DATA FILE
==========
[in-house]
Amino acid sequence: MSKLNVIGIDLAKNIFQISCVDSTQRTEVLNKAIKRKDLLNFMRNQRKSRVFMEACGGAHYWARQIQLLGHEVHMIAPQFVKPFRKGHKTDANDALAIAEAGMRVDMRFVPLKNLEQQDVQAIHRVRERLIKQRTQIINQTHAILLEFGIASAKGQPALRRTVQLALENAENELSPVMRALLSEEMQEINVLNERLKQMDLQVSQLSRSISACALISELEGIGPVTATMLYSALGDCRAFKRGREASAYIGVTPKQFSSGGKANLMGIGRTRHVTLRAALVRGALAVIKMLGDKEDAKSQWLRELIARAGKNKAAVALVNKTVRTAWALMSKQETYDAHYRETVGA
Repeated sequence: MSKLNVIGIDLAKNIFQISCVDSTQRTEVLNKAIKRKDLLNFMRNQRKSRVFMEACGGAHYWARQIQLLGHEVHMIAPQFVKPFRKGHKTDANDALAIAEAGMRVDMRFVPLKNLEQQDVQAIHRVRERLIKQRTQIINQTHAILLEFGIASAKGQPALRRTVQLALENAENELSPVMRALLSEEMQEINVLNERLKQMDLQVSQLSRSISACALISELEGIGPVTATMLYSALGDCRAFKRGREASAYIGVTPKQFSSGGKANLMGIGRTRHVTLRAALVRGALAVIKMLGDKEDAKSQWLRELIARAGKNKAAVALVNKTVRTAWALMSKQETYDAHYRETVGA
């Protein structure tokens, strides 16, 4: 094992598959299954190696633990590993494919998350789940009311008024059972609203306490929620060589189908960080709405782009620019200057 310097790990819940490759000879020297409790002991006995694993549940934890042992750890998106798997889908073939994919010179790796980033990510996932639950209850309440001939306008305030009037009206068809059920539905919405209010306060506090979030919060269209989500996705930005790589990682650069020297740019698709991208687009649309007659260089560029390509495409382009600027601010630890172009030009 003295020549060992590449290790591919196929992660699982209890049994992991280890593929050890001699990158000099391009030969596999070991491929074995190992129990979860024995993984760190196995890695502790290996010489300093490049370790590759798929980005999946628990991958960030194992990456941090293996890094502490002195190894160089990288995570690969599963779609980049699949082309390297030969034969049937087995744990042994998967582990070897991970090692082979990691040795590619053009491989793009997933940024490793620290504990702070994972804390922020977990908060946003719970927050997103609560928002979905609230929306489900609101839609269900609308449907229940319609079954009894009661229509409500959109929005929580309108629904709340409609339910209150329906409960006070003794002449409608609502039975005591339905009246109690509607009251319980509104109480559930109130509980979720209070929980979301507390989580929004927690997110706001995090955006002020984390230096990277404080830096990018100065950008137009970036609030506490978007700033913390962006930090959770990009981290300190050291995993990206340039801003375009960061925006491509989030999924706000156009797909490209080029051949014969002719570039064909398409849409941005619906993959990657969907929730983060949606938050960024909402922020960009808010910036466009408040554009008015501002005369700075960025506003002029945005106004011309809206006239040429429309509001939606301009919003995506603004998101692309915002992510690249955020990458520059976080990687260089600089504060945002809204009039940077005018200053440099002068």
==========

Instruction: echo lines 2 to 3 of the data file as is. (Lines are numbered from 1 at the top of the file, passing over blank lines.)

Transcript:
Amino acid sequence: MSKLNVIGIDLAKNIFQISCVDSTQRTEVLNKAIKRKDLLNFMRNQRKSRVFMEACGGAHYWARQIQLLGHEVHMIAPQFVKPFRKGHKTDANDALAIAEAGMRVDMRFVPLKNLEQQDVQAIHRVRERLIKQRTQIINQTHAILLEFGIASAKGQPALRRTVQLALENAENELSPVMRALLSEEMQEINVLNERLKQMDLQVSQLSRSISACALISELEGIGPVTATMLYSALGDCRAFKRGREASAYIGVTPKQFSSGGKANLMGIGRTRHVTLRAALVRGALAVIKMLGDKEDAKSQWLRELIARAGKNKAAVALVNKTVRTAWALMSKQETYDAHYRETVGA
Repeated sequence: MSKLNVIGIDLAKNIFQISCVDSTQRTEVLNKAIKRKDLLNFMRNQRKSRVFMEACGGAHYWARQIQLLGHEVHMIAPQFVKPFRKGHKTDANDALAIAEAGMRVDMRFVPLKNLEQQDVQAIHRVRERLIKQRTQIINQTHAILLEFGIASAKGQPALRRTVQLALENAENELSPVMRALLSEEMQEINVLNERLKQMDLQVSQLSRSISACALISELEGIGPVTATMLYSALGDCRAFKRGREASAYIGVTPKQFSSGGKANLMGIGRTRHVTLRAALVRGALAVIKMLGDKEDAKSQWLRELIARAGKNKAAVALVNKTVRTAWALMSKQETYDAHYRETVGA